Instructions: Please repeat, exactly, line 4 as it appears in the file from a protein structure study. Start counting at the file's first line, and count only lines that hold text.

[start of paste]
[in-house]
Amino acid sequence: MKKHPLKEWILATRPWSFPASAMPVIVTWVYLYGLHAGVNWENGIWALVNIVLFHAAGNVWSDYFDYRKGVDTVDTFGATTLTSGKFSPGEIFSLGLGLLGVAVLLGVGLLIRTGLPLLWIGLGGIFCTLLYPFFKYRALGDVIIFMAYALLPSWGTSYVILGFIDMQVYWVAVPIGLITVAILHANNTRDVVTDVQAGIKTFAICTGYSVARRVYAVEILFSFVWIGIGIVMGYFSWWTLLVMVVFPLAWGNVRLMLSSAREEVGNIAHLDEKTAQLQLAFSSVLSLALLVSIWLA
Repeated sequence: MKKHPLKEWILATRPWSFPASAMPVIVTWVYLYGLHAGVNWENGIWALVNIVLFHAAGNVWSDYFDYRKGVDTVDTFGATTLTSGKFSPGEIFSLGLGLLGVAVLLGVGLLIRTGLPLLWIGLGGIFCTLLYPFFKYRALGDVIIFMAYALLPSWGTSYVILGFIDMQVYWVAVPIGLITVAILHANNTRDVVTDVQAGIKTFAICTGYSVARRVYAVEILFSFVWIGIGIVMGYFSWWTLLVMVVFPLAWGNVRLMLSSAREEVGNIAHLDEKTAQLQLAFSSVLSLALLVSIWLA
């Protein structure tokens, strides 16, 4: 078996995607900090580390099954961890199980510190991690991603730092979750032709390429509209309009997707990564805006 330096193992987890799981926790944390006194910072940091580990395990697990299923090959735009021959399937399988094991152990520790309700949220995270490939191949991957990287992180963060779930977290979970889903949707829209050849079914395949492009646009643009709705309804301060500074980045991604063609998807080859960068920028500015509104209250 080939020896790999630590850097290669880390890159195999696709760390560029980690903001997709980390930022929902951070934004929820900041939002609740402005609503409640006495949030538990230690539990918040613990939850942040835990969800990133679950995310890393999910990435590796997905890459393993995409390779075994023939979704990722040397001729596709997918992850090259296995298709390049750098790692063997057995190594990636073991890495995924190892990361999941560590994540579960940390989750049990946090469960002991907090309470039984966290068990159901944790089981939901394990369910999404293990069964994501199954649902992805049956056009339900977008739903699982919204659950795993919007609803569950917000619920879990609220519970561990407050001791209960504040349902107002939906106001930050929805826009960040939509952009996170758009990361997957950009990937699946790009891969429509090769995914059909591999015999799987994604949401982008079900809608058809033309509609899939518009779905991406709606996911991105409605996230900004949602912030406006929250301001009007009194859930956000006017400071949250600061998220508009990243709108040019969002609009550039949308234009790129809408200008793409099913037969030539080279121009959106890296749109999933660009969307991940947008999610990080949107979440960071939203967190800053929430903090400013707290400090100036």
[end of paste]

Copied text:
């Protein structure tokens, strides 16, 4: 078996995607900090580390099954961890199980510190991690991603730092979750032709390429509209309009997707990564805006 330096193992987890799981926790944390006194910072940091580990395990697990299923090959735009021959399937399988094991152990520790309700949220995270490939191949991957990287992180963060779930977290979970889903949707829209050849079914395949492009646009643009709705309804301060500074980045991604063609998807080859960068920028500015509104209250 080939020896790999630590850097290669880390890159195999696709760390560029980690903001997709980390930022929902951070934004929820900041939002609740402005609503409640006495949030538990230690539990918040613990939850942040835990969800990133679950995310890393999910990435590796997905890459393993995409390779075994023939979704990722040397001729596709997918992850090259296995298709390049750098790692063997057995190594990636073991890495995924190892990361999941560590994540579960940390989750049990946090469960002991907090309470039984966290068990159901944790089981939901394990369910999404293990069964994501199954649902992805049956056009339900977008739903699982919204659950795993919007609803569950917000619920879990609220519970561990407050001791209960504040349902107002939906106001930050929805826009960040939509952009996170758009990361997957950009990937699946790009891969429509090769995914059909591999015999799987994604949401982008079900809608058809033309509609899939518009779905991406709606996911991105409605996230900004949602912030406006929250301001009007009194859930956000006017400071949250600061998220508009990243709108040019969002609009550039949308234009790129809408200008793409099913037969030539080279121009959106890296749109999933660009969307991940947008999610990080949107979440960071939203967190800053929430903090400013707290400090100036």